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TreePhilly: Why A 30 Percent Tree Canopy in Philadelphia Matters

Joan Blaustein
Joan Blaustein
Joan S. Blaustein looked at a lot of neighborhoods in Philadelphia when she moved here from Pittsburgh less than a decade ago, and she wound up choosing Mt. Airy because of the way it looked and felt, particularly its natural infrastructure.

"I always have lived in areas surrounded by trees, so I couldn't live in an area that wasn't treed," says Blaustein.
Still, there are tree issues even in Mt. Airy, where they are plentiful. Many of the houses in Blaustein's neighborhood are more than 80 years old, and so are the trees that were planted on the streets at that time. A lot of those trees will be coming to the end of their lifespan soon.

"We have to plan for diversity of ages and species in every area, even in areas that are highly forested now," she says. "That peaceful quality you get, sitting and staring at trees in my little city backyard, I can't imagine it without trees."

As Director of Urban Forestry and Ecosystem Management at Philadelphia Parks & Recreation, Blaustein is overseeing the city's TreePhilly effort, which aims to restore the city's tree canopy to 30 percent. Blaustein's role is somewhat unique, in that many times urban forestry is part of a city's operations division or part of natural resource management – not the parks department.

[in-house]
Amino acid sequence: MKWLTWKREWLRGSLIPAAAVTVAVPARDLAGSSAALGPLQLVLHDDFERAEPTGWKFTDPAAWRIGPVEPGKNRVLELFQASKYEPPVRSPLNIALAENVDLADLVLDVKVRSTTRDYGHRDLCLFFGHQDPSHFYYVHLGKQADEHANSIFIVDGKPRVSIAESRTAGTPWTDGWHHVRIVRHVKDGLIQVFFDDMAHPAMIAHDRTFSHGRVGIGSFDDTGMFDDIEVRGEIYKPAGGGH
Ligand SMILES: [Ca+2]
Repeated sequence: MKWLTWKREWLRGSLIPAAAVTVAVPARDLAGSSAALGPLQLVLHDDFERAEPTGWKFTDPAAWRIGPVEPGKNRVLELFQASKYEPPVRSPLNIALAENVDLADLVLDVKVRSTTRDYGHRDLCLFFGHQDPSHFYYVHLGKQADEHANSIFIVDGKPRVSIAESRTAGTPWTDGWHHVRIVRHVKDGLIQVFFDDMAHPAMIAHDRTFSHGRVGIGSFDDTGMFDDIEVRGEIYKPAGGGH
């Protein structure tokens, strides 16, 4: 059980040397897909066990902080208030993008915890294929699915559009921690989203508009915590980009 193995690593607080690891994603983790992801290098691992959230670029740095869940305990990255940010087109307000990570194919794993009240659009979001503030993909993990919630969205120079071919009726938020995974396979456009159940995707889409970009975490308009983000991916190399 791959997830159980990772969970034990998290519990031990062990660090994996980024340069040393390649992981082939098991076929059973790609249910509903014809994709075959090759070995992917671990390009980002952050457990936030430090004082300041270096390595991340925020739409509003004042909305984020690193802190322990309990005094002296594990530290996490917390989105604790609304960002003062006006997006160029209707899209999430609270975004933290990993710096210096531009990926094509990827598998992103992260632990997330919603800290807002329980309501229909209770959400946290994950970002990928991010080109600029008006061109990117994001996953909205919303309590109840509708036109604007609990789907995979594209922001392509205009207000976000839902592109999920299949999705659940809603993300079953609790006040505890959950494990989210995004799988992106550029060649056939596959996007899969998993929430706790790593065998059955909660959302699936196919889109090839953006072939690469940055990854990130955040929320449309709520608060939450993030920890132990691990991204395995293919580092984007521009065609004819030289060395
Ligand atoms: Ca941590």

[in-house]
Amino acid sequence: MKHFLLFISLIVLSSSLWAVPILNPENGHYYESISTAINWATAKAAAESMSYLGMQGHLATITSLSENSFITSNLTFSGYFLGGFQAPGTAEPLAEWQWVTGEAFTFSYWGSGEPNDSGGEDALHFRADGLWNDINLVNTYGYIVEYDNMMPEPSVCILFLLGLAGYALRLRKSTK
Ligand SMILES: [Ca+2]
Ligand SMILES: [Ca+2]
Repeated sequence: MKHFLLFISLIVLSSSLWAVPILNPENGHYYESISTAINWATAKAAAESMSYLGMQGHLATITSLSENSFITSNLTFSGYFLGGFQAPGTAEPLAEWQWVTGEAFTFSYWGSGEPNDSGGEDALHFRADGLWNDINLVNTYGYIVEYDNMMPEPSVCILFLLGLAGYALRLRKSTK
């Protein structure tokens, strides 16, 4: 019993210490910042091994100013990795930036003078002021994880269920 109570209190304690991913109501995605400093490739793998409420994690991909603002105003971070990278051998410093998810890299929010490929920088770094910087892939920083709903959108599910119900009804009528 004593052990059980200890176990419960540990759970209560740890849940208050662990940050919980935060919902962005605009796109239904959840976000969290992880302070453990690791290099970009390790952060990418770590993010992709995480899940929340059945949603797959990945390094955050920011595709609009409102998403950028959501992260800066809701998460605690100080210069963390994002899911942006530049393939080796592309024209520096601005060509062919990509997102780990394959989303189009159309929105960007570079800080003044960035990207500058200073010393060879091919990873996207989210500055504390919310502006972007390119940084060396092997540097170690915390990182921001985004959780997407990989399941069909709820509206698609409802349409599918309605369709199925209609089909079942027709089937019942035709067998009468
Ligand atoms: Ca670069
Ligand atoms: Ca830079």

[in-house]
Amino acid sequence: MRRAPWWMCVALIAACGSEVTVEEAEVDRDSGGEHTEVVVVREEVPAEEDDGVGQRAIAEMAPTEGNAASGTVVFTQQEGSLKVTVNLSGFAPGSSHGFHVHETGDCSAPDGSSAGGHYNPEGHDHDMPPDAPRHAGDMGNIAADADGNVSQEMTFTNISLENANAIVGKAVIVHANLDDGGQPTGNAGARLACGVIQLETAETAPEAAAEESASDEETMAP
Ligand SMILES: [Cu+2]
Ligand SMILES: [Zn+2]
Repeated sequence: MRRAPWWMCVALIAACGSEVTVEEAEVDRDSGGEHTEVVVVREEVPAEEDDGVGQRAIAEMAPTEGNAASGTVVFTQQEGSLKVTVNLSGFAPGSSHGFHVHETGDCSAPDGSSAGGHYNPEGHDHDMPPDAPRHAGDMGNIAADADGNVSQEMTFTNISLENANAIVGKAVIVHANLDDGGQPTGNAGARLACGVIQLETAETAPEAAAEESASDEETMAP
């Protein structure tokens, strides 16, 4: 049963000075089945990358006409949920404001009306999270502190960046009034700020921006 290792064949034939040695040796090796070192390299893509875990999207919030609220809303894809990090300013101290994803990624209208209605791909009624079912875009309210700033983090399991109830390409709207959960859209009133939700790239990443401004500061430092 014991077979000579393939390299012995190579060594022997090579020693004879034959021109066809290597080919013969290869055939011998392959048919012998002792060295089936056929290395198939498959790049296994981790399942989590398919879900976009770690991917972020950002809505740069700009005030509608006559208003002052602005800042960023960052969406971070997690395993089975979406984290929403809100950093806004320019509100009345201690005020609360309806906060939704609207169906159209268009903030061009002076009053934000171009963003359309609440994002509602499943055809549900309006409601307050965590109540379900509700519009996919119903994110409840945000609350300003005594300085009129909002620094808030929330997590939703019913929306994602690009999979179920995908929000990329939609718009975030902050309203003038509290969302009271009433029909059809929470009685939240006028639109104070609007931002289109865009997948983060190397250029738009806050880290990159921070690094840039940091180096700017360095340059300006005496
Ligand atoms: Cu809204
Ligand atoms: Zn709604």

Tree cover is much more than an aesthetic issue. As Blaustein points out, "trees deliver a lot of services," including temperature regulation, improving air quality and storm water management. In Philadelphia, increasing the tree canopy will have two significant impacts – shade in the summer to decrease energy use and relief for water from excessive rains as 100-year storms become more and more frequent.

The city's tree canopy has been an increasing issue that has also drawn the interest and effort of the Pennsylvania Horticultural Society, who is spearheading Plant One Million, the largest multi-state tree-planting initiative in the country. The PHS Tree Tenders program prepares area residents to become local tree stewards.

According to a study by the University of Vermont released in March 2011 on the city's current and possible tree canopy, the city's overall canopy was a little better than previously thought, at 20 percent, and the goal of 30 percent coverage was deemed within reach (the city's tree canopy has been as high as 40 percent going back 40-50 years). However, there are nearly a dozen areas where the canopy is almost non-existent, between 3 and 8 percent: zip codes 19149, 19134, 19137 in the Northeast, 19122, 19123, 19125 in Kensington, Fishtown and river wards, and 19147, 19148, 19145, 19112 in South Philadelphia.

Specifically, South Philadelphia and Chinatown North have the lowest tree canopy (3 percent). Meanwhile, the Navy Yard, Eastwick and Bridesburg have the highest percentage of land available for tree canopy. The city's Tree Canopy Report concludes that while in theory, half of the city's land could support tree canopy, it is not a realistic goal because of factors like cost or land use (like recreation fields).